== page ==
'They're the virus': Iraq outbreak refuels anti-govt protests

Hashem Osseiran - Agence France-Presse
'They're the virus': Iraq outbreak refuels anti-govt protests
Student protesters, some wearing protective face masks, march with Iraqi national flags during an anti-government demonstration in Iraq's southern city of Nasiriyah in Dhi Qar province on March 1, 2020.
AFP / Asaad Niazi

BAGHDAD, Iraq — Iraqi protesters had been rallying against government incompetence, poor public services and foreign meddling for months before a novel coronavirus outbreak. Then the epidemic arrived and breathed new life to their grievances.

"The real virus is Iraqi politicians," said Fatima, an 18-year-old protester and medical student from Baghdad.

"We are immune to almost everything else." 

Across protest squares in the capital and southern hotspots, the anti-government demonstrators mobilised since October have started to take public health into their own hands. 

They have distributed leaflets and delivered lectures on coronavirus prevention, while volunteers have handed out free medical masks, which have more than doubled in price in local markets.

Makeshift clinics erected months ago to treat demonstrators hit by live fire and tear gas cannisters are now dispensing gloves and sanitisers.

Volunteers in biohazard suits take the temperature of protesters lined up in organised queues.  

"Even in normal times our health care system is totally run down," said Fatima, a volunteer in central Baghdad's Tahrir Square, epicentre of the protests. 

"Now on top of everything, we have a coronavirus outbreak, and we are supposed to rely on these facilities?" 

Inside medical centres, blood-stained sinks in washrooms and ill-equipped amenities have become a common sight.

Hasan Khallati, a member of parliament's health committee, told AFP that "hospitals and healthcare facilities are fully-equipped to deal with the outbreak" of COVID-19.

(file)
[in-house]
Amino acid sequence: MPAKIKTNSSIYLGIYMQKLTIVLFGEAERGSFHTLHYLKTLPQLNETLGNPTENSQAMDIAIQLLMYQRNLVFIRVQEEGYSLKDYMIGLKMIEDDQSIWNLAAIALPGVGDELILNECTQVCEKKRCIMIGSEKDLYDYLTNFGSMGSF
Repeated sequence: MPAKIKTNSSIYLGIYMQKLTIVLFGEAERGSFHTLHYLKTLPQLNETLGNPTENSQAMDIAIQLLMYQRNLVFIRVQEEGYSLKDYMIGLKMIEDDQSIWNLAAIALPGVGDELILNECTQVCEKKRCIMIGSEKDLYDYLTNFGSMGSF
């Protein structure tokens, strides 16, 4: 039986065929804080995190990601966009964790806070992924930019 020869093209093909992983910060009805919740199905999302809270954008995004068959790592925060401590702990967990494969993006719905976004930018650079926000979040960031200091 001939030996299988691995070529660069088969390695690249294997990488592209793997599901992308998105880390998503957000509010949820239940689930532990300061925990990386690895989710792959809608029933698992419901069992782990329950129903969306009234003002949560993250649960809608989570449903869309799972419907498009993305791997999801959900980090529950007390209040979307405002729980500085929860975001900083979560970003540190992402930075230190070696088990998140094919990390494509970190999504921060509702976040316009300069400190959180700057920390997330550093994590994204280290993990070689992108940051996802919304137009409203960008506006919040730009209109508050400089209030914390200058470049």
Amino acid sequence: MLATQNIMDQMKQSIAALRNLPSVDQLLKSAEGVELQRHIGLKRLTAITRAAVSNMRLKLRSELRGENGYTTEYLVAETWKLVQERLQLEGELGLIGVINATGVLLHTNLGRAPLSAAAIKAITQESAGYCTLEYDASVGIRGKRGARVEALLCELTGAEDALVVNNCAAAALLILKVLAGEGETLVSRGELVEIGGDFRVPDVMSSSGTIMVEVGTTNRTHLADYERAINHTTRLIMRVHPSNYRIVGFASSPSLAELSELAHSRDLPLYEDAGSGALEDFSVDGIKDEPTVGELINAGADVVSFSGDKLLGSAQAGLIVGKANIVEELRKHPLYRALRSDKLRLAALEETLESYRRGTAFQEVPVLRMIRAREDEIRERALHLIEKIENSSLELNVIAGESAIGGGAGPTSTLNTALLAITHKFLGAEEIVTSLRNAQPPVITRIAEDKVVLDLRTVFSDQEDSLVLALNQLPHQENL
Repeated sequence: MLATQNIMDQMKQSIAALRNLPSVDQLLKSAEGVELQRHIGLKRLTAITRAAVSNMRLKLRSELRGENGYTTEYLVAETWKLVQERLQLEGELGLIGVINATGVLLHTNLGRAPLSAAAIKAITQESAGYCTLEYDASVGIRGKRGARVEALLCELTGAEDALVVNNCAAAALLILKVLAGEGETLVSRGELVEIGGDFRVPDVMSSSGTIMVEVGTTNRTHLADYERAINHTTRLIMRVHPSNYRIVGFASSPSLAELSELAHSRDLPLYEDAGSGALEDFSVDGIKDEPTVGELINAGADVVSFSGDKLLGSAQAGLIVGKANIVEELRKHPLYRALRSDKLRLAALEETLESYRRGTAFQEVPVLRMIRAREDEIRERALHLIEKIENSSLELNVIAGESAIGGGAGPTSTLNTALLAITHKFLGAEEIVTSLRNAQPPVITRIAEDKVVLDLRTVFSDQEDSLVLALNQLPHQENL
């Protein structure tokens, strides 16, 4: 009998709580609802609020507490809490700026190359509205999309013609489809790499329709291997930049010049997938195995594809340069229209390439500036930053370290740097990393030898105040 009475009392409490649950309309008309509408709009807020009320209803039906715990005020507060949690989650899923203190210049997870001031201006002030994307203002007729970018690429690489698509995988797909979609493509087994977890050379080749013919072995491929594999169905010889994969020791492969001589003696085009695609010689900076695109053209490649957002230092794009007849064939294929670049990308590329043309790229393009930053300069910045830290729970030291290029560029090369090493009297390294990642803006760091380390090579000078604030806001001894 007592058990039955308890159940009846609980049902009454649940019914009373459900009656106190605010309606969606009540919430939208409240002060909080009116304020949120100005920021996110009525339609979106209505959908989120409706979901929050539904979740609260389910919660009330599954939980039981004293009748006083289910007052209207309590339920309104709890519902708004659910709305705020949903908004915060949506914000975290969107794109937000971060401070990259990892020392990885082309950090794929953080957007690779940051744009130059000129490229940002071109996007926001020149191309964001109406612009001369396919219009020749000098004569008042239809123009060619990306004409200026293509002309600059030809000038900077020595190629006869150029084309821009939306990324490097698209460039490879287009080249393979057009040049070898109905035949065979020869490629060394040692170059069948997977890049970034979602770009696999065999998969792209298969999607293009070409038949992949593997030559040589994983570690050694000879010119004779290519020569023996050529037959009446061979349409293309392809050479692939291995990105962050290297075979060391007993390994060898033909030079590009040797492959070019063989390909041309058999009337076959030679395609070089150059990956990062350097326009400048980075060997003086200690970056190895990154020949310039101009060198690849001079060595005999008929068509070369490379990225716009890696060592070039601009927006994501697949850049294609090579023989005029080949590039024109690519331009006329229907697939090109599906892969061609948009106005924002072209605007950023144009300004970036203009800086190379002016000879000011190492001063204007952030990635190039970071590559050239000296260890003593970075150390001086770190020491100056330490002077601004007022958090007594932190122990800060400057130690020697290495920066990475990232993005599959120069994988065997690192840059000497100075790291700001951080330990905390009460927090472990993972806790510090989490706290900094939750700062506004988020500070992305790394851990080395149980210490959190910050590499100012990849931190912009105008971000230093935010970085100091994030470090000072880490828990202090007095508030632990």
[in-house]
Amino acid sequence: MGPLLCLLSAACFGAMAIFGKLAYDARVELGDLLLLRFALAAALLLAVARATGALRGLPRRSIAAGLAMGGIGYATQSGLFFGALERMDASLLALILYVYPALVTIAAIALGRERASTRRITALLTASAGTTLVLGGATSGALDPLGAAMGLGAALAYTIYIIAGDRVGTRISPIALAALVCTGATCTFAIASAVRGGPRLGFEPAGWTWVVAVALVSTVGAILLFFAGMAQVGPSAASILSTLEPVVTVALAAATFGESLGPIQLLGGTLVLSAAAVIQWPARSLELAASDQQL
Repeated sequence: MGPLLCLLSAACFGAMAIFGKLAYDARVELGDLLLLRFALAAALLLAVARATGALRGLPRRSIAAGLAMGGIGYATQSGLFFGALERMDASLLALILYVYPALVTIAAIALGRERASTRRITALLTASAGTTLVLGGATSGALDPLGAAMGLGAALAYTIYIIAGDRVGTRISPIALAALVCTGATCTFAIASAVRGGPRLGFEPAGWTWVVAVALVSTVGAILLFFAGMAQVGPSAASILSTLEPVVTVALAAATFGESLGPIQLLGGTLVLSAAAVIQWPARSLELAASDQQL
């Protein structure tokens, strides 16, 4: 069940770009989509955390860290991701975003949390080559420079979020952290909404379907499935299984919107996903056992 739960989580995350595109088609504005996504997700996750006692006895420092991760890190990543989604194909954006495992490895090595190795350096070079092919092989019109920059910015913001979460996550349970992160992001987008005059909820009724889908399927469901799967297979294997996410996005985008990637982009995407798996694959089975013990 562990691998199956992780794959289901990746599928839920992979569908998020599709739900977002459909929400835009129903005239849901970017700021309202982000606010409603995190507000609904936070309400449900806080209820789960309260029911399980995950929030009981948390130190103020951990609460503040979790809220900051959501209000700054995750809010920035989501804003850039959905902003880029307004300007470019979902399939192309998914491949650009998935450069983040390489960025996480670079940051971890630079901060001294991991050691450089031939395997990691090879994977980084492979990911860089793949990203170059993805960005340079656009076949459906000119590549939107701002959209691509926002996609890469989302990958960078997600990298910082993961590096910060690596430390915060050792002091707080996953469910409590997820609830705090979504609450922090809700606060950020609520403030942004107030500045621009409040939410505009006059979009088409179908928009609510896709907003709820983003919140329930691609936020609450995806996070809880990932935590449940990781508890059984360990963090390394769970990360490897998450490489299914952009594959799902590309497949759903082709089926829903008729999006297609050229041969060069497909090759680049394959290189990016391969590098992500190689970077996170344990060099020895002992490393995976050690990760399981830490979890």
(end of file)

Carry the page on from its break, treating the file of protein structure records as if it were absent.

But available data tells a different story. 

According to the World Health Organization, Iraq has less than 10 doctors for every 10,000 residents.

Outbreak next-door

Iraq reported its first coronavirus case last week in an Iranian national studying at a religious seminary in the southern shrine city of Najaf. 

The total number of diagnosed infections has since jumped to 19 -- all traced to the Islamic republic, just across the border.

Iran has recorded 54 deaths among 978 cases, the largest death toll outside China, the epidemic’s epicentre.

This has sparked public panic in Iraq, one of Iran's largest export markets and a popular destination for Iranian pilgrims visiting Najaf and Karbala, another holy city.

Many Iraqis also flow across the frontier for business, tourism, medical treatment and religious studies.

Responding to the outbreak, Iraqi authorities closed land borders with Iran and banned the entry of foreign nationals travelling from the Islamic republic and other badly affected countries.

In the protest camps, anti-Iranian sentiment is on the rise, having surged in recent months among demonstrators who accuse Iran of meddling in Iraq's internal affairs.

This has been compounded by accusations that Iranian officials are covering up the severity of the outbreak within their borders. 

Iraqi officials, protesters say, are doing the same.

"We think there are cases the government has not yet declared," medical student Russol said at a protest camp in the southern city of Diwaniya.

"They need to be transparent with the people," she said.

'Snipers didn't deter us'

With schools, universities, cinemas, cafes and other public places ordered shut until March 7, turnout at protests had been expected to fall, especially after the government said it would restrict large gatherings over virus fears.

Populist cleric Moqtada Sadr, regarded as an engine of the protest movement before he withdrew his support in late January, told his loyalists they were prohibited from demonstrating because of the epidemic. 

But students who make up the bulk of the anti-government movement have taken advantage of suspended classes to trickle back onto the streets.